High level process planning can be created in the Flow Designer by using placeholder steps and other visual elements to plan and collaborate without getting into too many details. Designers can then evolve the high level business model, with additional steps in the toolbox, to create the finished application. These high level business models don’t go to waste after implemented, as they are often later used as diagrams in dashboards to display the status of the workflows to other team members.
Business Metrics in the Workflow.com platform are key business indicators that any step in a workflow can participate in. These business metrics can be displayed on dashboards and even be tied to alerts when changes are made to workflows in order to help improve an organization’s efficiency.
A workflow can be created as a single step that can then be incorporated into other workflows. This process is considered to be nesting a flow within another flow as a Linked Flow, or SubFlow. This not only helps organize large workflows, but is also useful when creating a process that can be used over and over again without ever being recreated. Linking workflows together is a natural process and allows you to move from one workflow to the next when editing so you can understand the overall process.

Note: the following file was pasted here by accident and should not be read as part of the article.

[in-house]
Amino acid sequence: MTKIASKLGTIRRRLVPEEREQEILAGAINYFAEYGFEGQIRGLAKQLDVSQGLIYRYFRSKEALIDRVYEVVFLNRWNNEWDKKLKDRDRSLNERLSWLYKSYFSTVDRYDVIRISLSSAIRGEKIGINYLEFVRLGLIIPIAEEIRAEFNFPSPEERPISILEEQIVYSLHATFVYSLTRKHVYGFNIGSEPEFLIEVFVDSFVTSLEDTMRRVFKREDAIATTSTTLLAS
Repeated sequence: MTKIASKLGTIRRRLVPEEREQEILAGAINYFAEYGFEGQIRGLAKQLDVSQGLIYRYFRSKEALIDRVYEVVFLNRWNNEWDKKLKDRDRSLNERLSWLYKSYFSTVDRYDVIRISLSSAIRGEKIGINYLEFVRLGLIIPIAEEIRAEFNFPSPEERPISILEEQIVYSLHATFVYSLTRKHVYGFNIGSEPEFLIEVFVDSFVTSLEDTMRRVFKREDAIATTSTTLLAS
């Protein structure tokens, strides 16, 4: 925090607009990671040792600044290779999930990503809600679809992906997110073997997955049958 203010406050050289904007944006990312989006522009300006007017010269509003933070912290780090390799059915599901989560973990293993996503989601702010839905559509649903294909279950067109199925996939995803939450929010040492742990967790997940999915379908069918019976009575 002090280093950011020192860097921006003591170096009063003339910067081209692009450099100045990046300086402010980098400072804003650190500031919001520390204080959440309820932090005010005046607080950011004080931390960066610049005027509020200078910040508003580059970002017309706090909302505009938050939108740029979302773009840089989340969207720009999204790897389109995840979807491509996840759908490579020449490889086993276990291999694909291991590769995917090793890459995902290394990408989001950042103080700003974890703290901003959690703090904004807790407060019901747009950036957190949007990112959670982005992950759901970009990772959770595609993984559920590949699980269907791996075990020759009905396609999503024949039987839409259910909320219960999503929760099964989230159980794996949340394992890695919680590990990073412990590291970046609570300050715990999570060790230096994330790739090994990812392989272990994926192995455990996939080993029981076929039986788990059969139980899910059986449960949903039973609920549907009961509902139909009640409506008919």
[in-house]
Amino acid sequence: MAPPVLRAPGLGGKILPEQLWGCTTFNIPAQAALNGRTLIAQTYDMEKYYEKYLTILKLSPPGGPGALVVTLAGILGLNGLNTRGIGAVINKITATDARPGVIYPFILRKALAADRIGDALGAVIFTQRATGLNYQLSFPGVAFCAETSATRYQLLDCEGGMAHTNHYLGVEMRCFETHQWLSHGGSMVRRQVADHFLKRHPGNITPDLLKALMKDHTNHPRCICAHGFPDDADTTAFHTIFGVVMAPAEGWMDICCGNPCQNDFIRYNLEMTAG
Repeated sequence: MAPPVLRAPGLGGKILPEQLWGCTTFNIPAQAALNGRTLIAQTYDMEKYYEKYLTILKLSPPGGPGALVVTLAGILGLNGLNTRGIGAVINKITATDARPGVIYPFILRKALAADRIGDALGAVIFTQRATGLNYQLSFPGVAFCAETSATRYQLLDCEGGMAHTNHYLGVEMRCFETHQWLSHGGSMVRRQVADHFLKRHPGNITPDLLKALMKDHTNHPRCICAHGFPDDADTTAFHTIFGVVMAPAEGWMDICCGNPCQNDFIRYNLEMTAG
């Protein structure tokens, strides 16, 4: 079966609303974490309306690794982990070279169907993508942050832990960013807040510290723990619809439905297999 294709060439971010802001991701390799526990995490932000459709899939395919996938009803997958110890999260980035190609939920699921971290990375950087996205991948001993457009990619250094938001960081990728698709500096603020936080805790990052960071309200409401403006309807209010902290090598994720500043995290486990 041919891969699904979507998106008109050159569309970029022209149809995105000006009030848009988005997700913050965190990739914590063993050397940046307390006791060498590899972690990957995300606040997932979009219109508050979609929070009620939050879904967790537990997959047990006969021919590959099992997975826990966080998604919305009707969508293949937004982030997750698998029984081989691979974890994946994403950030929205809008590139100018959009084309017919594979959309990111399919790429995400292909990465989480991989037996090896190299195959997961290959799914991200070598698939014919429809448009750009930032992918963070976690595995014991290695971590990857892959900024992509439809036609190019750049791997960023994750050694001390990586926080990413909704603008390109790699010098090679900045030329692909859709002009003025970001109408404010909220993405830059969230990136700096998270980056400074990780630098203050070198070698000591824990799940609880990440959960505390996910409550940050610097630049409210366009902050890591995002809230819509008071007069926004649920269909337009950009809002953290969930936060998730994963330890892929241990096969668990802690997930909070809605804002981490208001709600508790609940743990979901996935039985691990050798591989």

Since workflows are not always sequential and don’t always follow a ‘direct path’ from beginning to end, there are several control steps that help solve problems that:
Integrations are easy in the platform, since when building a flow it automatically creates a specific service that can be used as SOAP (Simple Object Access Protocol) and/or REST (REpresentational State Transfer) to interact specifically with that flow.
A comprehensive suite of specific web services is also offered to allow developers to integrate with the workflows. A developer can search the system for flows, build up interactions, and run them using the SOAP or REST services.